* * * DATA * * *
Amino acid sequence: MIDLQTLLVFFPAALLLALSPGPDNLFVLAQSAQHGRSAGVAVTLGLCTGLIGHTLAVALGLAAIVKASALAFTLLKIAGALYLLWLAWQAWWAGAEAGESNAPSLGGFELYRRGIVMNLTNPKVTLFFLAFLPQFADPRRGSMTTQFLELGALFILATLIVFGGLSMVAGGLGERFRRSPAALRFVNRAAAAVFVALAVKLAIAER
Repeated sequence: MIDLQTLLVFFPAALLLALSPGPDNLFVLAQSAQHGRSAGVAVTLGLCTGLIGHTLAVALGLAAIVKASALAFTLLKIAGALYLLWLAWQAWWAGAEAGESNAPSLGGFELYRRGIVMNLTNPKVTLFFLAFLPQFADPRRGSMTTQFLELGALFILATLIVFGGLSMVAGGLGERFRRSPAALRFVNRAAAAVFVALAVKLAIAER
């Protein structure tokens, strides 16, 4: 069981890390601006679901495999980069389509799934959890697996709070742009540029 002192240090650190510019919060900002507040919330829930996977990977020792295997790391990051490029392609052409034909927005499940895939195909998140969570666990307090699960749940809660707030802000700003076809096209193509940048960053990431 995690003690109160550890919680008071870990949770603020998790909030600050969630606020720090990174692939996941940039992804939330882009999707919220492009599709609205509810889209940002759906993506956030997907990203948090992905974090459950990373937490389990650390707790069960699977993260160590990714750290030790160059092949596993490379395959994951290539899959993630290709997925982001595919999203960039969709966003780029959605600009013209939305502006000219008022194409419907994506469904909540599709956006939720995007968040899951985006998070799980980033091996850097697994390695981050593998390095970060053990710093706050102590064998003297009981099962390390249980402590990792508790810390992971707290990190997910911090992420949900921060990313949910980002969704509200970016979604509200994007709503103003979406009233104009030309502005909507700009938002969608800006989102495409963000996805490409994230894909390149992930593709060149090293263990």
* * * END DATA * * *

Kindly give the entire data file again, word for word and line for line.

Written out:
Amino acid sequence: MIDLQTLLVFFPAALLLALSPGPDNLFVLAQSAQHGRSAGVAVTLGLCTGLIGHTLAVALGLAAIVKASALAFTLLKIAGALYLLWLAWQAWWAGAEAGESNAPSLGGFELYRRGIVMNLTNPKVTLFFLAFLPQFADPRRGSMTTQFLELGALFILATLIVFGGLSMVAGGLGERFRRSPAALRFVNRAAAAVFVALAVKLAIAER
Repeated sequence: MIDLQTLLVFFPAALLLALSPGPDNLFVLAQSAQHGRSAGVAVTLGLCTGLIGHTLAVALGLAAIVKASALAFTLLKIAGALYLLWLAWQAWWAGAEAGESNAPSLGGFELYRRGIVMNLTNPKVTLFFLAFLPQFADPRRGSMTTQFLELGALFILATLIVFGGLSMVAGGLGERFRRSPAALRFVNRAAAAVFVALAVKLAIAER
């Protein structure tokens, strides 16, 4: 069981890390601006679901495999980069389509799934959890697996709070742009540029 002192240090650190510019919060900002507040919330829930996977990977020792295997790391990051490029392609052409034909927005499940895939195909998140969570666990307090699960749940809660707030802000700003076809096209193509940048960053990431 995690003690109160550890919680008071870990949770603020998790909030600050969630606020720090990174692939996941940039992804939330882009999707919220492009599709609205509810889209940002759906993506956030997907990203948090992905974090459950990373937490389990650390707790069960699977993260160590990714750290030790160059092949596993490379395959994951290539899959993630290709997925982001595919999203960039969709966003780029959605600009013209939305502006000219008022194409419907994506469904909540599709956006939720995007968040899951985006998070799980980033091996850097697994390695981050593998390095970060053990710093706050102590064998003297009981099962390390249980402590990792508790810390992971707290990190997910911090992420949900921060990313949910980002969704509200970016979604509200994007709503103003979406009233104009030309502005909507700009938002969608800006989102495409963000996805490409994230894909390149992930593709060149090293263990």